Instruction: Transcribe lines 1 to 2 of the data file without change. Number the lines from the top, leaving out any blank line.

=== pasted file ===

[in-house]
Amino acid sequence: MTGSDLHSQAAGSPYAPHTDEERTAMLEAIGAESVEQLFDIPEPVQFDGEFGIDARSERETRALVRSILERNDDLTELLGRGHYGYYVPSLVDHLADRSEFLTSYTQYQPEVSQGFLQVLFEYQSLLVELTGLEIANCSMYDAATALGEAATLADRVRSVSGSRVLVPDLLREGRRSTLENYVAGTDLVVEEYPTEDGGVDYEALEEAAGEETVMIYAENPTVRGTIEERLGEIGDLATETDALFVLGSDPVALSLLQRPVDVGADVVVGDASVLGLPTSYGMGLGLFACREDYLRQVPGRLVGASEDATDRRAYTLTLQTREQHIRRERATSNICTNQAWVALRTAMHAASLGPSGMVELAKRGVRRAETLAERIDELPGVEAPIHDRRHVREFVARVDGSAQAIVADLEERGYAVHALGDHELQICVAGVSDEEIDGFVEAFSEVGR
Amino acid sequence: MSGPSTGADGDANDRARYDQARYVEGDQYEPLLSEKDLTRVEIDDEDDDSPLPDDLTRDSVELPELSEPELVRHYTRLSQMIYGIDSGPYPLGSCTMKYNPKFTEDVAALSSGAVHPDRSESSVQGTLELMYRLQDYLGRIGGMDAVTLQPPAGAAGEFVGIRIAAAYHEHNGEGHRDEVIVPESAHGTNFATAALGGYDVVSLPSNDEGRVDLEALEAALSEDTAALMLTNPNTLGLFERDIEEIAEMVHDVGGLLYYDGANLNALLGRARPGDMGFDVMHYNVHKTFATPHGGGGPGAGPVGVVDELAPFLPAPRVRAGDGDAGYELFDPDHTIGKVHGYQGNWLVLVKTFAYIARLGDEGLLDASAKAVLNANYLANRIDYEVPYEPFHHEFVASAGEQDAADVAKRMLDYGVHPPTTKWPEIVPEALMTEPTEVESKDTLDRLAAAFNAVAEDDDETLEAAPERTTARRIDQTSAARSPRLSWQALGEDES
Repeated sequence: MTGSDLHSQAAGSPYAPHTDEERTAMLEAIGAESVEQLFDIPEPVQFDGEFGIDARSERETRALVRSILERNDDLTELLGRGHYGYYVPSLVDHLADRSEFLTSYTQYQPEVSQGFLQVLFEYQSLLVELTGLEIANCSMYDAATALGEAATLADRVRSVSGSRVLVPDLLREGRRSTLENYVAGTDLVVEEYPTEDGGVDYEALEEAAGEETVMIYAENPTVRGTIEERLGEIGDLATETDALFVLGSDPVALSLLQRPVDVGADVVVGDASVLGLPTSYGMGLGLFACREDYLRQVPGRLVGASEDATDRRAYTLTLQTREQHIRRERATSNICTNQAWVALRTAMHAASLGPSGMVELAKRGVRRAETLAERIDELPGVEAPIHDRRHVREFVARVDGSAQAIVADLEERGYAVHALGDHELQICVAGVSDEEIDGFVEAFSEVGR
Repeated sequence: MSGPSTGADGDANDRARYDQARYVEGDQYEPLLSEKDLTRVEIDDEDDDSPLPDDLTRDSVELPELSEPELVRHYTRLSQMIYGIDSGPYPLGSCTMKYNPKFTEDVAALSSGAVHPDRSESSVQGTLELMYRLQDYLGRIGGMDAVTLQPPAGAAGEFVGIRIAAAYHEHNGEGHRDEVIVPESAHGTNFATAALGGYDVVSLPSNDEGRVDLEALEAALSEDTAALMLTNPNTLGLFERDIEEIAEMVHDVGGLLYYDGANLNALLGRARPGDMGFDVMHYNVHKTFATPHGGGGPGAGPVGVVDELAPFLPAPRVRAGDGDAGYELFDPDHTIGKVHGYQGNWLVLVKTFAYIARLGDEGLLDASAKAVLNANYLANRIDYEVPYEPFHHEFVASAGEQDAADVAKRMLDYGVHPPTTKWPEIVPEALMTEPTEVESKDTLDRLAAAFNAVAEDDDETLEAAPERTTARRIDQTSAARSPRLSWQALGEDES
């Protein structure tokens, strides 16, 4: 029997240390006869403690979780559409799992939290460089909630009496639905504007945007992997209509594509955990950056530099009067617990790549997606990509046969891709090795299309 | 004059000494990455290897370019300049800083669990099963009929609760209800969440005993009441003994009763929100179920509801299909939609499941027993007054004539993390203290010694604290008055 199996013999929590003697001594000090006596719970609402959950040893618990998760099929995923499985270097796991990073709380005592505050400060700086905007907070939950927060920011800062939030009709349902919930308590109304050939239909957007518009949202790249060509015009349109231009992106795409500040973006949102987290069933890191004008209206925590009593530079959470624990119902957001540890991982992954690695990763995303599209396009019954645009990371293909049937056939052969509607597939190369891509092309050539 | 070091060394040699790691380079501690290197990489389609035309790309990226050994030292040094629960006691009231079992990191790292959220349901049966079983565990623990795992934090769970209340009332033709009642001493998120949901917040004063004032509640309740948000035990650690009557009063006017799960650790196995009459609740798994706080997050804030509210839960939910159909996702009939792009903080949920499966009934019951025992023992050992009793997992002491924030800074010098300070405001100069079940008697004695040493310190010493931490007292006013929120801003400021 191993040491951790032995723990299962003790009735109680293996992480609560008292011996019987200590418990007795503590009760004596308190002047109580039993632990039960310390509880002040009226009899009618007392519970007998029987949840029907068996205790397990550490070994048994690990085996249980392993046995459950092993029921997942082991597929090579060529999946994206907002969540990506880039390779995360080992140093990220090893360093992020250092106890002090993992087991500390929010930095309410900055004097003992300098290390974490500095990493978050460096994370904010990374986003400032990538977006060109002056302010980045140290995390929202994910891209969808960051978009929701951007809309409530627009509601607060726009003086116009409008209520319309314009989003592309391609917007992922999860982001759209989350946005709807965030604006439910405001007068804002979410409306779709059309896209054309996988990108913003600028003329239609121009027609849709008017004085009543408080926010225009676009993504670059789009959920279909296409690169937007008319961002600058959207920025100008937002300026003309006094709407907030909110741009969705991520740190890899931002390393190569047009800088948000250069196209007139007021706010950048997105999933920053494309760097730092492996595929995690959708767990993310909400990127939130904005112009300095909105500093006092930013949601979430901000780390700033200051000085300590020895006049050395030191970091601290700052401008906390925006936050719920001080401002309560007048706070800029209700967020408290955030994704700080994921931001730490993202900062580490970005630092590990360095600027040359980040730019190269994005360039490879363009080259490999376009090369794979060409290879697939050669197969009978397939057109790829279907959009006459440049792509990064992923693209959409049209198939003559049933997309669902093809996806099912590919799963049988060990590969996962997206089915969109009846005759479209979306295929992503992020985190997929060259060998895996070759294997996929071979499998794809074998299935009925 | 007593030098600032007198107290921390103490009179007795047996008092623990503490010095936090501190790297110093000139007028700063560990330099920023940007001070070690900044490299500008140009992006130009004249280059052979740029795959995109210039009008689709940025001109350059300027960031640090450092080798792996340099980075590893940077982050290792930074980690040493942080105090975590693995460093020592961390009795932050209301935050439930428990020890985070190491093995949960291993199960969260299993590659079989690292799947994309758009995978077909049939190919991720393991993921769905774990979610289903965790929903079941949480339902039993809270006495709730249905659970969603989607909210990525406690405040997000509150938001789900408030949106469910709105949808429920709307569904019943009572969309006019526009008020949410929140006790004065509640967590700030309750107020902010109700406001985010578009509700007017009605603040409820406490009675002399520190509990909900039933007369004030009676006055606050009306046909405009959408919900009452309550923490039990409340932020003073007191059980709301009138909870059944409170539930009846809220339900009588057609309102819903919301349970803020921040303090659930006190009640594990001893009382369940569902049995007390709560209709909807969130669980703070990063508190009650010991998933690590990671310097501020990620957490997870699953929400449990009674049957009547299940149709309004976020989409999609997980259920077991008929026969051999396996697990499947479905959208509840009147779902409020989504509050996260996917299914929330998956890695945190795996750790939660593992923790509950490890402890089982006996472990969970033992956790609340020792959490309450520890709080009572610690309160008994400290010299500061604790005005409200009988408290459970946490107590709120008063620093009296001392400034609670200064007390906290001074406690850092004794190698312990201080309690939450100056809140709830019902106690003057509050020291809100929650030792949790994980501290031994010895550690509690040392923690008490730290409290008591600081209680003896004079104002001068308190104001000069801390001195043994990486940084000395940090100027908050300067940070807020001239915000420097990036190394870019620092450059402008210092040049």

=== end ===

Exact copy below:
[in-house]
Amino acid sequence: MTGSDLHSQAAGSPYAPHTDEERTAMLEAIGAESVEQLFDIPEPVQFDGEFGIDARSERETRALVRSILERNDDLTELLGRGHYGYYVPSLVDHLADRSEFLTSYTQYQPEVSQGFLQVLFEYQSLLVELTGLEIANCSMYDAATALGEAATLADRVRSVSGSRVLVPDLLREGRRSTLENYVAGTDLVVEEYPTEDGGVDYEALEEAAGEETVMIYAENPTVRGTIEERLGEIGDLATETDALFVLGSDPVALSLLQRPVDVGADVVVGDASVLGLPTSYGMGLGLFACREDYLRQVPGRLVGASEDATDRRAYTLTLQTREQHIRRERATSNICTNQAWVALRTAMHAASLGPSGMVELAKRGVRRAETLAERIDELPGVEAPIHDRRHVREFVARVDGSAQAIVADLEERGYAVHALGDHELQICVAGVSDEEIDGFVEAFSEVGR